Sunday, April 14, 2024

Feds, States Reach Settlement in Lawsuit over Chesapeake Bay Pollution from Pa.

Deltaville, Virginia, on the Chesapeake Bay. (Sarah Vogelsong / Virginia Mercury)

WASHINGTON — A settlement agreement has been finalized in a lawsuit that alleged federal officials weren’t doing enough to stop Chesapeake Bay pollution originating in Pennsylvania.

The U.S. Environmental Protection Agency, environmental groups and state governments filed a notice in the U.S. District Court for the District of Columbia on Wednesday dismissing the 2020 lawsuit.

In April, the EPA published a tentative settlement agreement for public comment.

The settlement would end two separate lawsuits filed against EPA during the Trump administration — one from the Chesapeake Bay Foundation and several other groups, including Maryland’s Anne Arundel County, the other from the attorneys general of Maryland, Virginia, Delaware and the District of Columbia. The suits accused EPA of failing to enforce provisions of the Clean Water Act by not requiring Pennsylvania to develop a plan to fully meet pollution reduction goals for the Bay set several years earlier in a multi-state compact with the federal government. The suits also noted that EPA did not use its mechanisms for penalizing states like Pennsylvania that did not meet their pollution reduction goals or for requiring the states to earmark sufficient funding for Bay cleanup.

The settlement requires EPA to, among other things, look for ways to reduce pollution from agriculture in Pennsylvania — the state’s biggest source of pollution – and stormwater runoff. As part of the settlement, EPA also commits to increase compliance and enforcement efforts.

Under the settlement, EPA will prioritize efforts in Pennsylvania focused on the counties that contribute the most pollution to, or have the largest impact on, local rivers and streams: Lancaster, York, Bedford, Cumberland, Centre, Franklin and Lebanon.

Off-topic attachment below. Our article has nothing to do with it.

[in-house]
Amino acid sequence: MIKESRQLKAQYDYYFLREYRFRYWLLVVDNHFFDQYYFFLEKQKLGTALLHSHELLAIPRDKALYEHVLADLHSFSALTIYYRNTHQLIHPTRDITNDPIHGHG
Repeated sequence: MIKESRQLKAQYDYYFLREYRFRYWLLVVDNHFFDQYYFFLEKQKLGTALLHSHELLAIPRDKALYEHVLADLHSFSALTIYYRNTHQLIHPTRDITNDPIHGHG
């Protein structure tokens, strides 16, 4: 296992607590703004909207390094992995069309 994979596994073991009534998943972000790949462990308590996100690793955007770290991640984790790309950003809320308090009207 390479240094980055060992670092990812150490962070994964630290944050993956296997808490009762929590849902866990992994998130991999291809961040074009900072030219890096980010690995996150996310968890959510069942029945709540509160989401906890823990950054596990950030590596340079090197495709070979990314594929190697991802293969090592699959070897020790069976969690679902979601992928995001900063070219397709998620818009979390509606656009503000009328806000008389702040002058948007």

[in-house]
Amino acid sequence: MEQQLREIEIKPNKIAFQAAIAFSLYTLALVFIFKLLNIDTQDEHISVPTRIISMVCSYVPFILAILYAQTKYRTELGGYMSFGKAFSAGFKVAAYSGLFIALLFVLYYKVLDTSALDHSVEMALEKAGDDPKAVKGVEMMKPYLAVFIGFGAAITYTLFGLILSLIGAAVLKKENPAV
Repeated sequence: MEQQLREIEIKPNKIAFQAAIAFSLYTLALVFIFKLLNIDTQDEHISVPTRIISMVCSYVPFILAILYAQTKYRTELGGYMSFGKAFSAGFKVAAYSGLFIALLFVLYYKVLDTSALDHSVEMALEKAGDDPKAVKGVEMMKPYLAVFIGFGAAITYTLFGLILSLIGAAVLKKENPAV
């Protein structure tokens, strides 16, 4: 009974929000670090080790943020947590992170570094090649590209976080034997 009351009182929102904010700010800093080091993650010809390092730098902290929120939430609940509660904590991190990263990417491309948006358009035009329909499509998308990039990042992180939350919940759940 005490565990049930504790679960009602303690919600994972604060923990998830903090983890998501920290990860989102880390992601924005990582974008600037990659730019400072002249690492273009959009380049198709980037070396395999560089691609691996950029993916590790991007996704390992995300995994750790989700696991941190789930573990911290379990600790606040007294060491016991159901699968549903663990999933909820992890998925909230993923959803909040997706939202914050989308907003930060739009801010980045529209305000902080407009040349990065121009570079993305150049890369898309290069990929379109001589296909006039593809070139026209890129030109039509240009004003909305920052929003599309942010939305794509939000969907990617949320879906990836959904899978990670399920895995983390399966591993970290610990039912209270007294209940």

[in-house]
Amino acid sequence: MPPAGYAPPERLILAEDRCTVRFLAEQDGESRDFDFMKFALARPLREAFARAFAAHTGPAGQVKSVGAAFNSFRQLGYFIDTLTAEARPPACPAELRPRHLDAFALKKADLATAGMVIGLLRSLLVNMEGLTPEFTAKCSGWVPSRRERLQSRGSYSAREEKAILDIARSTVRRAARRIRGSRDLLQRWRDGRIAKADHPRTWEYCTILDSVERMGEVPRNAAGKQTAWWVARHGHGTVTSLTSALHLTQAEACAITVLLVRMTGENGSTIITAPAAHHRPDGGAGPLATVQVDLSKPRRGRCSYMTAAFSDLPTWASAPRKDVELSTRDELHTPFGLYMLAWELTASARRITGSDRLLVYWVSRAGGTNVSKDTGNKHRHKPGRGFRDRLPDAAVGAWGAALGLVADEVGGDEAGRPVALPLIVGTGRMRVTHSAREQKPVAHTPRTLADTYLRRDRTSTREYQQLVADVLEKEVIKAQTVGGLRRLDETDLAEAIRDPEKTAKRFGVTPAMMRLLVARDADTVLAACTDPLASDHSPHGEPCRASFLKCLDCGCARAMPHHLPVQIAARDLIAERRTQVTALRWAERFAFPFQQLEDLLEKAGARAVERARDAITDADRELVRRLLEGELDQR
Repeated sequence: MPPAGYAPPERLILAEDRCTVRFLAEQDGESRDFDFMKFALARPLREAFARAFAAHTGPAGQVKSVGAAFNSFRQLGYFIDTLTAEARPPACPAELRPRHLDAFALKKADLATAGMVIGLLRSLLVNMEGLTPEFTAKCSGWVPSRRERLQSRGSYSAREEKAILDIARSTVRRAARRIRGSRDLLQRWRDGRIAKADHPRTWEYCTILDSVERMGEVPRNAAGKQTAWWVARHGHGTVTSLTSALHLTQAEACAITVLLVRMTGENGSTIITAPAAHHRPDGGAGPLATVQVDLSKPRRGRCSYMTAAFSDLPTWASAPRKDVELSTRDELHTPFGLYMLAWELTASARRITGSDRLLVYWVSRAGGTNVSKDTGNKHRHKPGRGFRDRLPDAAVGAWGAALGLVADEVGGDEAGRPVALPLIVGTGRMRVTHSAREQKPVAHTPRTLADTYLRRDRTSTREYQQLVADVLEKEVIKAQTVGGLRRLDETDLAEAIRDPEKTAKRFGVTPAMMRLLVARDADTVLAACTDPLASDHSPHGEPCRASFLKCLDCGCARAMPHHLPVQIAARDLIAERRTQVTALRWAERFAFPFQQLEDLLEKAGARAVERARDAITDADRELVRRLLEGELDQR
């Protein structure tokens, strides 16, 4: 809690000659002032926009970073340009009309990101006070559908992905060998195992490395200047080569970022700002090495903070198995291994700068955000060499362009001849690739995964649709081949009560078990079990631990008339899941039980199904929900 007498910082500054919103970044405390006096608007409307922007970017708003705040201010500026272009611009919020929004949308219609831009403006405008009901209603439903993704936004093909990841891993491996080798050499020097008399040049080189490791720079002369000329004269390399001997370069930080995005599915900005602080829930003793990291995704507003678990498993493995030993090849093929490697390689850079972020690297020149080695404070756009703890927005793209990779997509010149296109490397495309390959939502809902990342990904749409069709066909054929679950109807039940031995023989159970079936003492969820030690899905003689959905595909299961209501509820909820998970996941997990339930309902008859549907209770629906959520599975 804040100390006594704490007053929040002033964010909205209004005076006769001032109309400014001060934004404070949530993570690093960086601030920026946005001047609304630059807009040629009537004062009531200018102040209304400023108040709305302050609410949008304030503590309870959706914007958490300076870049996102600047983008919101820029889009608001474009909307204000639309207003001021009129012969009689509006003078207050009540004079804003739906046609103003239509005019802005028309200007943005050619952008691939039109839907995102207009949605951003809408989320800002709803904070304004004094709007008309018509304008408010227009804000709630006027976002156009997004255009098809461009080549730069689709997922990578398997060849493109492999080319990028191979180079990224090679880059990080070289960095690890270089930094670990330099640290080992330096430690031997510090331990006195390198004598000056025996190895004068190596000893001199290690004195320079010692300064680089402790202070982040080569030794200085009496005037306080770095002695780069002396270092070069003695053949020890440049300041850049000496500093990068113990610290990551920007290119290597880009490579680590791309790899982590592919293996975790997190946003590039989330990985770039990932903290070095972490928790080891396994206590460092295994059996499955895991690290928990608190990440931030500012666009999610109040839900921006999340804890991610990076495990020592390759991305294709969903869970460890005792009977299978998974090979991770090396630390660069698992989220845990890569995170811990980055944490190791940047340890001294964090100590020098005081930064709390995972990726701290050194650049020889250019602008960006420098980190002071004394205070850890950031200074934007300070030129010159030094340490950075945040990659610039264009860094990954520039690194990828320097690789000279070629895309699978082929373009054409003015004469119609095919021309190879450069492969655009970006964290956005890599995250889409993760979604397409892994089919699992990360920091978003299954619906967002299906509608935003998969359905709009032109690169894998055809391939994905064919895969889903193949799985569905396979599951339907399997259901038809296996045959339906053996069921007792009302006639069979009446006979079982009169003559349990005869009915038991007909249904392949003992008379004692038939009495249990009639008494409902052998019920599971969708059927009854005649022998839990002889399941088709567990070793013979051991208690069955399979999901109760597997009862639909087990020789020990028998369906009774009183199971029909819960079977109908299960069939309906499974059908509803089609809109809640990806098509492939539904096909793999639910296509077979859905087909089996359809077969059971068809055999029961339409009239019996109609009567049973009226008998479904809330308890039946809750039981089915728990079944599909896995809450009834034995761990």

Key parts of the settlement will require the EPA to monitor farms near water sources that are not currently required to have federal permits for compliance history and to see if there is significant damage to water quality from manure. If the EPA determines that a farm is a significant polluter, the agency will confer with Pennsylvania about designating the farm as subject to permitting.

The EPA will also increase compliance efforts in the priority counties to assess whether pollution sources are adhering to federal permit limits and whether existing state discharge permits need to be updated to bring limits up to a higher standard.

In urban and suburban areas, the EPA will focus on reducing polluted stormwater runoff by reviewing possible pollution sources and solutions, including potential removal of impervious surfaces.

“This settlement addresses some of the most severe agricultural pollution problems by targeting efforts toward Pennsylvania counties where the need is greatest,” Chesapeake Bay Foundation President and CEO Hilary Harp Falk said in a Wednesday statement. “We look forward to working with EPA, Pennsylvania’s farming community, conservation organizations, and government officials as the Commonwealth, and all the states, seek to fulfill their commitments to clean water.”

During the Obama administration, EPA reached an agreement with all the states in the Chesapeake Bay watershed — Maryland, Virginia, Pennsylvania, Delaware, New York, West Virginia and the District of Columbia — to reduce the “total maximum daily load” of pollution in the Bay. Each state was given specific targets to meet by 2025.

Last fall, EPA leaders tacitly conceded that most states would fall short of their goals, and regional leaders now say that 2025 is “a deadline but not the finish line.” But Pennsylvania, by the account of the federal government and neighboring states, has consistently lagged behind.

Virginia Mercury is part of States Newsroom, a network of news bureaus supported by grants and a coalition of donors as a 501c(3) public charity. Virginia Mercury maintains editorial independence. Contact Editor Sarah Vogelsong for questions: Follow Virginia Mercury on Facebook and Twitter.

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